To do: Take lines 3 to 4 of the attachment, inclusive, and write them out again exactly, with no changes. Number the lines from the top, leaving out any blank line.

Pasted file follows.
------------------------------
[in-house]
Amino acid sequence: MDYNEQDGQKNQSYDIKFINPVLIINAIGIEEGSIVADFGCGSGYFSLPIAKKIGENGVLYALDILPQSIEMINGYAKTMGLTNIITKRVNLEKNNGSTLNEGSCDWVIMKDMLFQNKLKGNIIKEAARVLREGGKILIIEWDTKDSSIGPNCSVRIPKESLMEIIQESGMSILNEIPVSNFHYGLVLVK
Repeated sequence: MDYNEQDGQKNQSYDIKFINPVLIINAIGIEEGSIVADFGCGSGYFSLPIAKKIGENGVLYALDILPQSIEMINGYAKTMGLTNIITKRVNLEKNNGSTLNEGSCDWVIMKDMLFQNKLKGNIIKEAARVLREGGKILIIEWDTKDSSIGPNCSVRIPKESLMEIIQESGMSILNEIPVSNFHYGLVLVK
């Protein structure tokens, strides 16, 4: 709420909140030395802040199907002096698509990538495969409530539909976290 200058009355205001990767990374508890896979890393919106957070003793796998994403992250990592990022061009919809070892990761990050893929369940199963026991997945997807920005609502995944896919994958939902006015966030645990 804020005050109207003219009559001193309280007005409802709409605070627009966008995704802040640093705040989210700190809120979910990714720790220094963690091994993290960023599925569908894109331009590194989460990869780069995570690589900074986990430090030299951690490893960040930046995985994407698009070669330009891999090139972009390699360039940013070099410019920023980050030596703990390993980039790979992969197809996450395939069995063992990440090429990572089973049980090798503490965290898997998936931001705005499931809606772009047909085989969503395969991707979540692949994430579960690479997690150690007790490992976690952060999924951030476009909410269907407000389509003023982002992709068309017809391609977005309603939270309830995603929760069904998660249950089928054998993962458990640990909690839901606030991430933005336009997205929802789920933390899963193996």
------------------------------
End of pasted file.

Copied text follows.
Repeated sequence: MDYNEQDGQKNQSYDIKFINPVLIINAIGIEEGSIVADFGCGSGYFSLPIAKKIGENGVLYALDILPQSIEMINGYAKTMGLTNIITKRVNLEKNNGSTLNEGSCDWVIMKDMLFQNKLKGNIIKEAARVLREGGKILIIEWDTKDSSIGPNCSVRIPKESLMEIIQESGMSILNEIPVSNFHYGLVLVK
């Protein structure tokens, strides 16, 4: 709420909140030395802040199907002096698509990538495969409530539909976290 200058009355205001990767990374508890896979890393919106957070003793796998994403992250990592990022061009919809070892990761990050893929369940199963026991997945997807920005609502995944896919994958939902006015966030645990 804020005050109207003219009559001193309280007005409802709409605070627009966008995704802040640093705040989210700190809120979910990714720790220094963690091994993290960023599925569908894109331009590194989460990869780069995570690589900074986990430090030299951690490893960040930046995985994407698009070669330009891999090139972009390699360039940013070099410019920023980050030596703990390993980039790979992969197809996450395939069995063992990440090429990572089973049980090798503490965290898997998936931001705005499931809606772009047909085989969503395969991707979540692949994430579960690479997690150690007790490992976690952060999924951030476009909410269907407000389509003023982002992709068309017809391609977005309603939270309830995603929760069904998660249950089928054998993962458990640990909690839901606030991430933005336009997205929802789920933390899963193996």